The Lydster, Part 24: The Birth Story

(This story is still fresh in my mind two years after the fact, but I’d better write it down now, because even good memories fade.)

March 26, 2004, a Friday, was scheduled to be Carol’s last day of class. Uncharacteristically, she felt a bit crummy about 4 a.m., but she drove off to her first school, in Albany County. After that session, she drove to adjoining Schenectady County, but had to pull over once on the road because of some pain. It was then that she thought she was MAYBE in the first stages of labor. But she figured it would be a couple days, and went on her way to teach at her second school.

I was at work when she called me around 3 pm to tell me not to meet her at the doctor’s office, but to come home, because she felt so lousy. She sounded so weak, and she knew her voice sounded so muddy, that she actually (and fortunately) identified herself by name. So, I came home. But the doctor’s office insisted she come in. I called doula Maureen to pick us up, and I instinctively furiously started packing some items for our hospital visit, which was on the agenda for the upcoming weekend.

We went to the new doctor, who examined Carol, and ascertained that she was 8.5 cm dilated. He was surprised. I was surprised. Carol was very surprised. Maureen, who had assisted in over 100 births, was shocked. I call my parents-in-law from his office to ask them to meet us at the hospital; they live 75 miles away.

So, it was “do not stop at home to get the bag I threw together, but go directly to the hospital.” We check in around 5:15 p.m.

One of the things that is apparently hospital procedure is that a doctor of the hospital be assigned to the case if the mother’s physician isn’t there. Since our doctor was not yet present, at least three of these eager young physicians breezed in during our first hour there, introducing themselves, and explaining everything. This was NOT what we wanted in our birth experience. I asked Maureen to call our (new) doctor to make an appearance. Once he arrived, the revolving door of doctors finally stopped.

Carol tried a couple different positions to see what would be comfortable. At some point, a nurse came to tell me that Carol’s family, which included her parents, her brother Dan, her sister-in-law Tracy, and one of her young nieces were there. I went out to the waiting room and gave them the keys to our house, so they could pick up the clothing and also the boom box and some music my sister Leslie had sent us. The great thing about having the doula is that I knew Carol would not feel abandoned when I talked with her folks.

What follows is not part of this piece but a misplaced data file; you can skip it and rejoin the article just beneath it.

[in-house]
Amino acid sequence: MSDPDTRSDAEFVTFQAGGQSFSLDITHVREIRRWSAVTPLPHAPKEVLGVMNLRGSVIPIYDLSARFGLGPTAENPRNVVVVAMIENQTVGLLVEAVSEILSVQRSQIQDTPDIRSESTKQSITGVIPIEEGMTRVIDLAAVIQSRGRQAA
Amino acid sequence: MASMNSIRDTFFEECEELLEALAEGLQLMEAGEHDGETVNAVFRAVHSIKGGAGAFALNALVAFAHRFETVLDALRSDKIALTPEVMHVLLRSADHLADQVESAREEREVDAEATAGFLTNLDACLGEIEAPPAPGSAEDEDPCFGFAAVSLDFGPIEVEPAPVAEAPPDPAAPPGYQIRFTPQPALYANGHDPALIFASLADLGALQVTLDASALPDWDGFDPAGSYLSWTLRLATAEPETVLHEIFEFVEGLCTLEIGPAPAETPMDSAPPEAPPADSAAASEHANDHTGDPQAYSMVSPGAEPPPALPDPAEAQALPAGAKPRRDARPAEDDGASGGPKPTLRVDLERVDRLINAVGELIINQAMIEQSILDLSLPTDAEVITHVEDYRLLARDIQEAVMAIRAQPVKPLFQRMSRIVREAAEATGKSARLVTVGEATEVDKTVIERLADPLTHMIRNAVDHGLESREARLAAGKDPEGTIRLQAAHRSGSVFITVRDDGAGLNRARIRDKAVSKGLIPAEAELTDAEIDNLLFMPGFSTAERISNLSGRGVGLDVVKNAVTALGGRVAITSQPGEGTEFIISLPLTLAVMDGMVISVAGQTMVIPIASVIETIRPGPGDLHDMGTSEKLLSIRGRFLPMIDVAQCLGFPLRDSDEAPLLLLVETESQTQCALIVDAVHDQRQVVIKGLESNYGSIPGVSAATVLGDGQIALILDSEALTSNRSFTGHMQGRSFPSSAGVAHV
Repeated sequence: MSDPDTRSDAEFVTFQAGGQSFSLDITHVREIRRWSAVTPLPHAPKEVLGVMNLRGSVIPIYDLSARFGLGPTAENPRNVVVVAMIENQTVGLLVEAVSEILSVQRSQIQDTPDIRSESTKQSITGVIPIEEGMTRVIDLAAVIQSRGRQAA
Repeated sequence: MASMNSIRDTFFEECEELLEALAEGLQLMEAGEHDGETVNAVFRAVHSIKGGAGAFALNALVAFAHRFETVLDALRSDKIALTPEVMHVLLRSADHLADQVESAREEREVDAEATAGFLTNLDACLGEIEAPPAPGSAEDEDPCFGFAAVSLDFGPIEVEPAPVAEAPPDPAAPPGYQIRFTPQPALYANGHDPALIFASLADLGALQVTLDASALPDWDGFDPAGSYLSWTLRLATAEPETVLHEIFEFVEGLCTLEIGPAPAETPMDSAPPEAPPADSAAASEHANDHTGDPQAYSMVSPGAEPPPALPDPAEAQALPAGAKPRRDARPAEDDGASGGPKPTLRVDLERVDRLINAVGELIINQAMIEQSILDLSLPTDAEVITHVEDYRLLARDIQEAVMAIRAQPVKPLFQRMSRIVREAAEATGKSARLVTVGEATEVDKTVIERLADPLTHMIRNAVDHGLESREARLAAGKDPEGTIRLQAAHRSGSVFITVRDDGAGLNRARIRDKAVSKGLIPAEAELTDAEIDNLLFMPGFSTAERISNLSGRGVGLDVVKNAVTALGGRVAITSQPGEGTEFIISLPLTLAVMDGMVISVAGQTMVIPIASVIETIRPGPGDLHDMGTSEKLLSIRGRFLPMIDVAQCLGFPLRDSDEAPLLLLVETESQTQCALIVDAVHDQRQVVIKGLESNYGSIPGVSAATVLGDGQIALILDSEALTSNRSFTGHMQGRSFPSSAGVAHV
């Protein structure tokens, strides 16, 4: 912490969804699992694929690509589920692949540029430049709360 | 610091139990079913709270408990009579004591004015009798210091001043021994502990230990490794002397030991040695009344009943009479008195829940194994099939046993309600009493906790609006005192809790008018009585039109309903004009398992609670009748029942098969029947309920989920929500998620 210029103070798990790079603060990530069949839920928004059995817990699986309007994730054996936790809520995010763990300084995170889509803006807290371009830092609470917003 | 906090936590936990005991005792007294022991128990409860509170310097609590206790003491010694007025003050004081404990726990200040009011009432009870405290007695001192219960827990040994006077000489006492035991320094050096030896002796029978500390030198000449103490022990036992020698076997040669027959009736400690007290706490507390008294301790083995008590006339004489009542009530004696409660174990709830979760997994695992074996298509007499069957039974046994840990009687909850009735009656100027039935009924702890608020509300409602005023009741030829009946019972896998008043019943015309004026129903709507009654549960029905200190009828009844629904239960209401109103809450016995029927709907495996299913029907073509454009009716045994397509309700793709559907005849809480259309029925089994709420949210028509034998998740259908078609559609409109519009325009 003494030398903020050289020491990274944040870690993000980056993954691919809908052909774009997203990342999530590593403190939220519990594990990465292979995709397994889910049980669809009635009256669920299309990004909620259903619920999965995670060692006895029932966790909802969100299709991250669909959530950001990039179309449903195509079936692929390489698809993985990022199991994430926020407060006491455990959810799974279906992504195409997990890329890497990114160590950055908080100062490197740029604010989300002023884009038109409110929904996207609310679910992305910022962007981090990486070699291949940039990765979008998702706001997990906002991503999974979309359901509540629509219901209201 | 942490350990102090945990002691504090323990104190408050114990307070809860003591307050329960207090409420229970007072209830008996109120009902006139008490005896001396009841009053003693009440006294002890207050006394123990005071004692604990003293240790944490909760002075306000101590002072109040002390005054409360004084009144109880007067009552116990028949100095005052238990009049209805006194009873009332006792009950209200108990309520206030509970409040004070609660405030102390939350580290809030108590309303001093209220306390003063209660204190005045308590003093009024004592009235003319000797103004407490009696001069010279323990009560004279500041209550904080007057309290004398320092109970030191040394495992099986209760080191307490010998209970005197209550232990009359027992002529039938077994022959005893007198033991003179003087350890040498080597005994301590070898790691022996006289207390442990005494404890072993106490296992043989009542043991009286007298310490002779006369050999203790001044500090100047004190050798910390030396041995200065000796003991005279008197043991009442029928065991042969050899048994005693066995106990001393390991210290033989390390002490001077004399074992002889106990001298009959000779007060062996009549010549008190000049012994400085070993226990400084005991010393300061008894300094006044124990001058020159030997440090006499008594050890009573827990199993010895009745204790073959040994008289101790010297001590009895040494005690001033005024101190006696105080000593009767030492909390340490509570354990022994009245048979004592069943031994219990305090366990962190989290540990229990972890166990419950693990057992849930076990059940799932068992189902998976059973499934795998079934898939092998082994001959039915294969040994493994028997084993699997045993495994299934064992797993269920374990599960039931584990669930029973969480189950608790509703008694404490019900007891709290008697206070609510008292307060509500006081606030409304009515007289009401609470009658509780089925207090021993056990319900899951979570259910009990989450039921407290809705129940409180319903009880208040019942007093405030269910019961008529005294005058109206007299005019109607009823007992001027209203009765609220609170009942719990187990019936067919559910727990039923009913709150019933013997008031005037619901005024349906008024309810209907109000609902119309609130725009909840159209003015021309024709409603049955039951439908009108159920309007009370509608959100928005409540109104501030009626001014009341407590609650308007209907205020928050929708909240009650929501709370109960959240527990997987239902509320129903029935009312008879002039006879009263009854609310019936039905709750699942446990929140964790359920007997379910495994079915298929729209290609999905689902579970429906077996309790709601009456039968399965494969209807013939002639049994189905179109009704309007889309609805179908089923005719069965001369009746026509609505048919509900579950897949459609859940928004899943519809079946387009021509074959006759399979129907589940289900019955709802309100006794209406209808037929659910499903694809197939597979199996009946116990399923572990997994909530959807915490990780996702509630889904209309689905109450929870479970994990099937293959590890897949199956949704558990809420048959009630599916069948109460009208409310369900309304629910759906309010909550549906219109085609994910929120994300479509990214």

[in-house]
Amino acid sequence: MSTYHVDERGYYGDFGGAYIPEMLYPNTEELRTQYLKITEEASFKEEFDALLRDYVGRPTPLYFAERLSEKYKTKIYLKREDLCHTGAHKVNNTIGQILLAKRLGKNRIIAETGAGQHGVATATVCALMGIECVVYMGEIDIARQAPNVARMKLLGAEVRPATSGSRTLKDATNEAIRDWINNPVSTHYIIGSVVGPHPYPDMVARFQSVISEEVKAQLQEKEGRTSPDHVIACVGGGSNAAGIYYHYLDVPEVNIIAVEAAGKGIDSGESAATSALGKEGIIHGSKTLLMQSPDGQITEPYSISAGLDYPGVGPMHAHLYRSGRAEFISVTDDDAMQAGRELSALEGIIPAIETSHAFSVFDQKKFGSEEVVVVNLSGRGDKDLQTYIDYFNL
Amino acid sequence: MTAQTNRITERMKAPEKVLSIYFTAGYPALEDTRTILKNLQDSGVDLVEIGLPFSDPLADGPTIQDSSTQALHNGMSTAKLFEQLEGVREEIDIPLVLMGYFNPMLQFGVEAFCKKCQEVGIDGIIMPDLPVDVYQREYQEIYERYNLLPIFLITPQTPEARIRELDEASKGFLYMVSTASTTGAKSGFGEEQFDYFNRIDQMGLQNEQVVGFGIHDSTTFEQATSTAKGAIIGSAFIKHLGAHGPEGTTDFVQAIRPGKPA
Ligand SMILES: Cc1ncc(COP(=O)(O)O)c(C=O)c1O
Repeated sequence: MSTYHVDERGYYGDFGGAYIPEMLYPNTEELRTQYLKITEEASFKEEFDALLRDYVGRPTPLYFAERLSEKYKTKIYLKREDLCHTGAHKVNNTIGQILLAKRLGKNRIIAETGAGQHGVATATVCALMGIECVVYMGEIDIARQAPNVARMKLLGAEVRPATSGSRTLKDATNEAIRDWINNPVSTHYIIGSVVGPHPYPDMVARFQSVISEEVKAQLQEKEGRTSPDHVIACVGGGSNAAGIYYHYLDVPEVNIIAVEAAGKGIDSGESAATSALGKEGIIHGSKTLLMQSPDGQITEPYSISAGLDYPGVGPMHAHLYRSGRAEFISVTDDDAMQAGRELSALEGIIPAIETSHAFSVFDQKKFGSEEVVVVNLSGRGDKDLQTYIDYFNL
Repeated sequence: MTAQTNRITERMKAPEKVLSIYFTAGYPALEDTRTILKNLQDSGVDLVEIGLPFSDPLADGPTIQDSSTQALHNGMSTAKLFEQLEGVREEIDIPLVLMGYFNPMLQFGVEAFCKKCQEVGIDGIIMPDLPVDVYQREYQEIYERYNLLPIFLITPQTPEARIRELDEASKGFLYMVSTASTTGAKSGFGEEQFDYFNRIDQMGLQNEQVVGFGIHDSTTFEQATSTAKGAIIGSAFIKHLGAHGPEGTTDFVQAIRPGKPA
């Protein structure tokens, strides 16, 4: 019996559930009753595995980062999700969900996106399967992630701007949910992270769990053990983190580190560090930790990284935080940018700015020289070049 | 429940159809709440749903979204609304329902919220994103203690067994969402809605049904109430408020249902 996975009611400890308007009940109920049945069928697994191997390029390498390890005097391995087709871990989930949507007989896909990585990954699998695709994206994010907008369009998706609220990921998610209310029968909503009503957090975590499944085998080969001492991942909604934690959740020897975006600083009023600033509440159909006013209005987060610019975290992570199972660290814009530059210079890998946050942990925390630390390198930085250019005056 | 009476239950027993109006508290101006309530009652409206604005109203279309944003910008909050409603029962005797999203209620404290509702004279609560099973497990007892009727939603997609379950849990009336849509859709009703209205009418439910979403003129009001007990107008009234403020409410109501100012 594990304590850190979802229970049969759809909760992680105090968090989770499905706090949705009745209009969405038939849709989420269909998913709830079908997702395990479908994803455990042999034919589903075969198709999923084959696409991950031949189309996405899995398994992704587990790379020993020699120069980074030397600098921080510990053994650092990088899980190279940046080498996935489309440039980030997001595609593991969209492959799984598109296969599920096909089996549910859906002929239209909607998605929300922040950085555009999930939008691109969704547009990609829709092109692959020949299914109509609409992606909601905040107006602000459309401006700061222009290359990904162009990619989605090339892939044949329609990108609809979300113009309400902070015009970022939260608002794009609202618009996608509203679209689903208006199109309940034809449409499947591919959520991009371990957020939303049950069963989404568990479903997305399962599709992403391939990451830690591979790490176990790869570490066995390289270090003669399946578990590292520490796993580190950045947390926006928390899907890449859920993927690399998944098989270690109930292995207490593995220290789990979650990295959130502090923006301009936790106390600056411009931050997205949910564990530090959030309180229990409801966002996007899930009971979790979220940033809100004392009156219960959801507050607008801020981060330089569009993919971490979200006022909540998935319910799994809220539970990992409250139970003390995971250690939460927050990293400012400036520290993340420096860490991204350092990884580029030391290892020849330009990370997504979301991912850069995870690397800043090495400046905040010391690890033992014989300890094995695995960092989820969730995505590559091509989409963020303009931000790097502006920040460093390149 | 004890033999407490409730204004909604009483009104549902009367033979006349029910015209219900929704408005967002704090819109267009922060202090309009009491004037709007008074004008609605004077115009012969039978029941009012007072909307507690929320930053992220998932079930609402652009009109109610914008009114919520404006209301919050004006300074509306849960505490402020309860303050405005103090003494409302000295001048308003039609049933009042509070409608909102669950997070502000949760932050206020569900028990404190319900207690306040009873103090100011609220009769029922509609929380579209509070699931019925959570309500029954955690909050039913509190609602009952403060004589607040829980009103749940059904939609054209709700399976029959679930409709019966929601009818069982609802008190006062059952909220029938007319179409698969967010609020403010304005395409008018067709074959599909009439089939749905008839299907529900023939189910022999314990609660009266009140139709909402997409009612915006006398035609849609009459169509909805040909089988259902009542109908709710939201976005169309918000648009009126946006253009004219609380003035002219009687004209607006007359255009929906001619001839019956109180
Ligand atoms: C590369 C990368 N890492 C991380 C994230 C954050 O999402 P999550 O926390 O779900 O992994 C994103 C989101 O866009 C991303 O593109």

At one point, Carol used a tub to relax for about an hour. The folks came back with the goods and I went out to get the items.

After this, the serious labor process began. Because Carol had taken the Bradley classes, she was very fit to give birth. The problem was that the doctor didn’t really think she was making much of an effort. While Carol thought she was being very loud, and I knew she was working hard, it didn’t sound like one of those very vocal births one sees in the movies. But finally, I saw this Little Soul’s head coming out – full head of hair! At 10:27 p.m., the child was was born! 7 pounds and 11 ounces, 20 inches, full complement of fingers and toes.

The doctor, the nurse, Maureen, Carol and I just marveled.

I cut the umbilical chord, she gets cleaned up. Finally, around 11:30, I go find Carol’s family, give them the good news, and they come in in pairs, first Carol’s parents, then Dan & Tracy.

Around 1:30 a.m., we get moved to another room, where we attempt to sleep, though this new girl – we never knew her gender until she came out – wasn’t that co-operative. The nurses were checking on us seemingly every 2 minutes, but it was probably more like 90. I was in this lounge chair next to the bed.

The next morning was all a bit of a blur. I know medical people came in and out. I remember that, in midday, my parents-in-law came over, and I went home with my father-in-law to make about 20 phone calls, and then back to the hospital. We received a number of phone calls and a couple of visits.

Sunday midday, we went home, as a family: Carol, Roger, and Lydia Powell Green. That was the easy part.

Thus ends, or begins, the saga of, as my good friend Mark quaintly put it, our “grow your own roommate” project.

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